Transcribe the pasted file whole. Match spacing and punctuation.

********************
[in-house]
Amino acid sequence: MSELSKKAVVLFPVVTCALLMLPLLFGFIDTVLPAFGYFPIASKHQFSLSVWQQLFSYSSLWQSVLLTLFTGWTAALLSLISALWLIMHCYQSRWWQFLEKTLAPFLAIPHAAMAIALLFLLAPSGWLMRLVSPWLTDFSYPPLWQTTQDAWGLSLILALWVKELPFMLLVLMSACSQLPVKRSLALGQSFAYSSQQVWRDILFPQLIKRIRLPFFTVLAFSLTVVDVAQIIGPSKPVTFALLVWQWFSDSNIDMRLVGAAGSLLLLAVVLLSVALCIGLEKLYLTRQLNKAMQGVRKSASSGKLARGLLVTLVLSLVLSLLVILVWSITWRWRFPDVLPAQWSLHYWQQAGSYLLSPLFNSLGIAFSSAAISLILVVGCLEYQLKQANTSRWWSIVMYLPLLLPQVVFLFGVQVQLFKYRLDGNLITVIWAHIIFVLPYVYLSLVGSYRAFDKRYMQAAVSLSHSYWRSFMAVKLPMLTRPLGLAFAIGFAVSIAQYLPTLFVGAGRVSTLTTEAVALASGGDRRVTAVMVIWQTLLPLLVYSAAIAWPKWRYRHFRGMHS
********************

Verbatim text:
[in-house]
Amino acid sequence: MSELSKKAVVLFPVVTCALLMLPLLFGFIDTVLPAFGYFPIASKHQFSLSVWQQLFSYSSLWQSVLLTLFTGWTAALLSLISALWLIMHCYQSRWWQFLEKTLAPFLAIPHAAMAIALLFLLAPSGWLMRLVSPWLTDFSYPPLWQTTQDAWGLSLILALWVKELPFMLLVLMSACSQLPVKRSLALGQSFAYSSQQVWRDILFPQLIKRIRLPFFTVLAFSLTVVDVAQIIGPSKPVTFALLVWQWFSDSNIDMRLVGAAGSLLLLAVVLLSVALCIGLEKLYLTRQLNKAMQGVRKSASSGKLARGLLVTLVLSLVLSLLVILVWSITWRWRFPDVLPAQWSLHYWQQAGSYLLSPLFNSLGIAFSSAAISLILVVGCLEYQLKQANTSRWWSIVMYLPLLLPQVVFLFGVQVQLFKYRLDGNLITVIWAHIIFVLPYVYLSLVGSYRAFDKRYMQAAVSLSHSYWRSFMAVKLPMLTRPLGLAFAIGFAVSIAQYLPTLFVGAGRVSTLTTEAVALASGGDRRVTAVMVIWQTLLPLLVYSAAIAWPKWRYRHFRGMHS